Why British designer Daniel Lee’s appointment at Bottega Veneta is very exciting

Just 48 hours after Creative Director Tomas Maier announced he was stepping down after 17 years at the helm of Bottega Veneta, the company has announced British designer Daniel Lee is set to take over on July 1st.  Although relatively unknown outside of the fashion industry, 32 yr old Lee, a graduate of Central Saint Martins, has so far worked along side some of the most outstanding current brands today.  After putting in stints at Maison Margiela, Balenciaga & Donna Karen, the designer most recently was Director of Ready-to-Wear at Céline were he began in 2012.
Following Phoebe Philo’s departure late last year, and the appointment of Hedi Slimane, who is tearing the house apart to continue in his inimitable style, Lee would have been out of a job.  Meanwhile Kerring, the luxury conglomerate that owns Bottega Veneta, have been appointing some shrewd Creative Directors within its houses in recent years, most notably Alessandro Michele at Gucci & Demna Gvasalia at Balenciaga.  And after quite public fraught tension with Hedi at Saint Laurent, employing Lee from Céline will go some way to keeping the minimalist understated style of Céline alive once Hedi turns the brand on its head, and bring some fresh vitality to Bottega Veneta in the same way both Michele & Gvasalia have to their houses.  “Daniel Lee has a deep understanding of the house’s current challenges both in terms of creation and development.” said Claus Dietrich Lahrs, CEO of Bottega Veneta. “He will bring to Bottega Veneta a new and distinctive creative language that will continue building the house’s success based on the ambitious foundations already developed over recent years.”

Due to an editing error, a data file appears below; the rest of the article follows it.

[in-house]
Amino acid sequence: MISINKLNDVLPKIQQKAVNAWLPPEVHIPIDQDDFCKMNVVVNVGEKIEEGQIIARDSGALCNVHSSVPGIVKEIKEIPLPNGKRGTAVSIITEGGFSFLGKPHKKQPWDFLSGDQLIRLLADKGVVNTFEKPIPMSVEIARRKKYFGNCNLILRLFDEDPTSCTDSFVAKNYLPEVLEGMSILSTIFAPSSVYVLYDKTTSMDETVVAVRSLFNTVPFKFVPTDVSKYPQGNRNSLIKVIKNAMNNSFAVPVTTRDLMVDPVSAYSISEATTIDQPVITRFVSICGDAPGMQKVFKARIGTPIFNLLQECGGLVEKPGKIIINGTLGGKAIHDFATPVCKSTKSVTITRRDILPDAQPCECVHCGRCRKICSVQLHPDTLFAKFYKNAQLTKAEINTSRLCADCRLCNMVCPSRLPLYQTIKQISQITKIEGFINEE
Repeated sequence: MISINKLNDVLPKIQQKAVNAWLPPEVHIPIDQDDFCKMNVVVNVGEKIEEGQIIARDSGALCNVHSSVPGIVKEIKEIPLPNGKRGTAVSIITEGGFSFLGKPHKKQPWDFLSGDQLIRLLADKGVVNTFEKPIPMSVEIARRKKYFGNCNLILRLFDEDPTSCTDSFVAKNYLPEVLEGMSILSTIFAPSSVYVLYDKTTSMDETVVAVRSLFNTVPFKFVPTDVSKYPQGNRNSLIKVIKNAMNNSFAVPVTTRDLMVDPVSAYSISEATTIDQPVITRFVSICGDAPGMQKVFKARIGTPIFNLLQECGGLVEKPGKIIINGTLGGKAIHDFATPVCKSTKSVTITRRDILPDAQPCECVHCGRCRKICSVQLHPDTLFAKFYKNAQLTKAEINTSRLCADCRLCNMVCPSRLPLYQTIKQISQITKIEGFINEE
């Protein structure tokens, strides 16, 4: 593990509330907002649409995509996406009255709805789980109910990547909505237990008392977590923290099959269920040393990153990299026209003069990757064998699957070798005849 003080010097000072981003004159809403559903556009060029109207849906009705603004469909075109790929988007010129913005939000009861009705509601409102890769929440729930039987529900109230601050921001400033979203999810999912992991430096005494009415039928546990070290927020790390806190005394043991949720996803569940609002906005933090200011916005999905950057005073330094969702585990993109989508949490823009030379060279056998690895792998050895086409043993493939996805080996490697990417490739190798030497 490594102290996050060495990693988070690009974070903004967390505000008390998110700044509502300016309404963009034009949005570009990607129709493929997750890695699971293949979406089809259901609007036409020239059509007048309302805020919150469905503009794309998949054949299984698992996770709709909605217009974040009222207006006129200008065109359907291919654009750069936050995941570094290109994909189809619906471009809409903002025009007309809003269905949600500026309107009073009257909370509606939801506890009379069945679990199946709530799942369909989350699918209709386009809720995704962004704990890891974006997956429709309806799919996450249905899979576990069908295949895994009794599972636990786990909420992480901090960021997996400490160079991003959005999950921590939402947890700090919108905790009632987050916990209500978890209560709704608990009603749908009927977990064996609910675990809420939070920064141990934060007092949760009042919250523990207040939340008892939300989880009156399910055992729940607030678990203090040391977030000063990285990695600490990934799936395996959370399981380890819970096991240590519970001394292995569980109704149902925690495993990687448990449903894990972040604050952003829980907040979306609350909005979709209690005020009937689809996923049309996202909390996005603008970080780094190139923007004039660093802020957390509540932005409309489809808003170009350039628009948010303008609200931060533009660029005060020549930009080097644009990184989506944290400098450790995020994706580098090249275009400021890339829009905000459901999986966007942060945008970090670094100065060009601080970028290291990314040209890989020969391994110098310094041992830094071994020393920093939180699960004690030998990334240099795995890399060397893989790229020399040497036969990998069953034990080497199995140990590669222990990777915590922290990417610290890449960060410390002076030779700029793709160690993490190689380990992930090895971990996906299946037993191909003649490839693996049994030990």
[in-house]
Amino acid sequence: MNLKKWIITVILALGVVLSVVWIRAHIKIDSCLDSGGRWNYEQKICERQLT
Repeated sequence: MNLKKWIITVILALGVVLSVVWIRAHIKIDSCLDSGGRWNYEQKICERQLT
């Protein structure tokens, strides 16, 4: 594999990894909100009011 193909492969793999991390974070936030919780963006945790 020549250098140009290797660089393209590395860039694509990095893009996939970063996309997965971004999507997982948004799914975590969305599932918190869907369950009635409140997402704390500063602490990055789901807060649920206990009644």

Former Creative Director Tomas Maier has laid the foundations for the house in the past 17 years but recent years have seen a steady decline in profits.  Maier was known for his strict detailing and rejected out-and-out branding for a more subtle approach.  
“I’m both honored and excited to continue the legacy that has been created at Bottega Veneta over the last five decades,” said Lee. “Maintaining the ingrained codes of the House, craftsmanship, quality and sophistication, I look forward to evolving what has gone before, while contributing a new perspective and modernity.”  Daniel will start at Bottega Veneta in July with his first collection in September. 
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Daniel Lee – Creative Director Bottega Veneta

 

Hedi at Céline set to adopt the ‘Drop Style’ retail strategy in dramatic revamp

New Artistic, Creative & Image Director of Céline, Hedi Slimane, has spoken to Business of Fashion of his plans to introduce the ‘drop’ method when releasing parts of his new collection.  The retail strategy is commonly used by highly sought after streetwear labels such as Supreme and includes releasing small portions of his collection every week or so to coincide with his main collection for the brand.  The new strategy was revealed in an interview with Business of Fashion which also revealed plans for pop-up stores and small capsules to feature Slimane’s season-less staples such as jeans and casual wear.
Slimane has already announced Célene will be moving into menswear as well as producing fragrances and couture.  He is also set to remodel each and every one of the Céline retail stores and owners LVMH are also rumoured to be buying up large retail space in New Yorks upper East side.  Business of Fashion notes that although Slimane is very respectful of the brand he doesn’t feel beholden to the minimalist casual luxury vibe created—and beloved among the label’s loyal customers—by former Céline designer Phoebe Philo.  If you were into the rockstar look Slimane began at his tenure at Dior Homme and then continued at Saint Laurent, chances are you’ll be quite happy with this new version of Céline. “He is doing exactly what he was hired to do, bringing his own vision to the brand,” the BoF report reads.  It is still unknown what Phoebe Philo is set to do next but this will certainly be the end of Phoebe’s Céline and her simple aesthetic praised for being a brand that was instantly recognisable without having to shout.